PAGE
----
This is the first in a series of three blog posts on aspirin for prevention. It clarifies the potential benefits and harms of aspirin use.
A team of researchers has updated and improved the equations that guide prescribing decisions for physicians in the U.S. regarding cardiovascular risk.
New Stanford Medicine research found that a compound called d-limonene has the potential to help head and neck cancer patients who suffer from dry mouth.
Stanford's David Ouyang sifted through more than a million texts to find out if clinicians inadvertently endorse brand-name medications over less expensive generic alternatives.
Ron Dror and colleagues used computer simulations and lab experiments to better understand G-protein-coupled receptors, which are critical to drug development. In the future, they hope to use this knowledge to design drugs with fewer side effects.
Stanford researchers set out to test a seminal theory of Parkinson’s disease and several related conditions. What they found is more complex than anyone had imagined.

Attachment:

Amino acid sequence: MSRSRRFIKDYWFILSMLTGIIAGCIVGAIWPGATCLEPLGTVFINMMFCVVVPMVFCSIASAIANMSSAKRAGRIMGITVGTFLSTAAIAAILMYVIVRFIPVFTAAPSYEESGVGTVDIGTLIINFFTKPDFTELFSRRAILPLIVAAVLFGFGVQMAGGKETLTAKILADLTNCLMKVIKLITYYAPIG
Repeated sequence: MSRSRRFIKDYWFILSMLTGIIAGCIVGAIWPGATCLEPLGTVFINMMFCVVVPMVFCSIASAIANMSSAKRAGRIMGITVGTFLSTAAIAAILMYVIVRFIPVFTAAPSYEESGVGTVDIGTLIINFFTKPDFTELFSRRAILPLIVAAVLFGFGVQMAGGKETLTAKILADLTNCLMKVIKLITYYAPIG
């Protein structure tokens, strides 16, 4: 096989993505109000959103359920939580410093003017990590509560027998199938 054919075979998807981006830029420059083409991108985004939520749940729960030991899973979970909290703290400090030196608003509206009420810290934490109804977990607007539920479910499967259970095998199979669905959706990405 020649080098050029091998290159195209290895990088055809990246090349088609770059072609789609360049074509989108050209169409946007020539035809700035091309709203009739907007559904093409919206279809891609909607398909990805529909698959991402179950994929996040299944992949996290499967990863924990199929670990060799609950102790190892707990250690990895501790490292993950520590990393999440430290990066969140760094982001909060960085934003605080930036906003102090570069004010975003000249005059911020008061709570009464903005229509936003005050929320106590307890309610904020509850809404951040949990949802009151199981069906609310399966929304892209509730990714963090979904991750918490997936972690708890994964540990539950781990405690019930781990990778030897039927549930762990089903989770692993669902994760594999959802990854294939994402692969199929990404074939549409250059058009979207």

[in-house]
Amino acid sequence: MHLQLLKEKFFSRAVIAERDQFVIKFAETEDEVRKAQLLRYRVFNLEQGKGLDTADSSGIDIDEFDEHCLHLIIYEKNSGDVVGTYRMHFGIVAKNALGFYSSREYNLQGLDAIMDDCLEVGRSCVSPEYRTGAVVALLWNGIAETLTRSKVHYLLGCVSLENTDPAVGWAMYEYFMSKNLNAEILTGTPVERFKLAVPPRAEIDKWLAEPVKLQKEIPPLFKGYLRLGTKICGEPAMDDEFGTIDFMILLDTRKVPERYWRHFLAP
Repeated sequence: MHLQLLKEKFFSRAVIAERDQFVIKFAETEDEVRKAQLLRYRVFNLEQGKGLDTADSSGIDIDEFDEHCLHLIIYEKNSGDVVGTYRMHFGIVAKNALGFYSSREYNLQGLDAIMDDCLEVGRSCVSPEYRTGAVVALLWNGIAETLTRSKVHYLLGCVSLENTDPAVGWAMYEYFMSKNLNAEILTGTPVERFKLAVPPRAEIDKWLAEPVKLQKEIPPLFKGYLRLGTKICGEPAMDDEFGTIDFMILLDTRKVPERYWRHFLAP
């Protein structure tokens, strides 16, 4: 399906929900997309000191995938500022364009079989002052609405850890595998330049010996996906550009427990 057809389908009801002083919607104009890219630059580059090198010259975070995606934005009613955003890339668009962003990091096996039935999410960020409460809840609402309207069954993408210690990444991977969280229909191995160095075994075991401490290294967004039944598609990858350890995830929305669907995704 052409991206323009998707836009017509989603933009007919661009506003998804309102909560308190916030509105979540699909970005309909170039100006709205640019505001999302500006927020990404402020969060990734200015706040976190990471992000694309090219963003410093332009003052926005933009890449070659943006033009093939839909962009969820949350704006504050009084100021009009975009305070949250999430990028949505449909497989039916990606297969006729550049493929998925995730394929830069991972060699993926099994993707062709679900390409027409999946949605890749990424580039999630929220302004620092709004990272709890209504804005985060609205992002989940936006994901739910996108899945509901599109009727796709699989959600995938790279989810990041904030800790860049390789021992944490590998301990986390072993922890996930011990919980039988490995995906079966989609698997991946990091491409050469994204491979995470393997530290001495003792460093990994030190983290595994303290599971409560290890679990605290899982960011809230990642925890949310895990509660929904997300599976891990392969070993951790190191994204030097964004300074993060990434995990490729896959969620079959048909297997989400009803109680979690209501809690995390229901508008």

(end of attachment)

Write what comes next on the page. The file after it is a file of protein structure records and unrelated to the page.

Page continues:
Stanford scientists have figured out a way to convert common brewer’s yeast into an efficient factory for making a non-narcotic cough medicine that occurs naturally only in opium poppies.
A group of researchers identified adverse and previously unknown drug reactions by sifting through millions of social health forum posts.
As part of the "Breaking down diabetes" series, physician Randall Stafford provides a straightforward guide to medications that can treat Type 2 diabetes.
In a meta-analysis of more than 500 clinical trials, researchers have new conclusions about the efficacy of 21 different antidepressants.
Stanford's Russ Altman discussed the pharmgkb.org database — which matches genomes with medication information — at the recent Beckman Symposium on campus.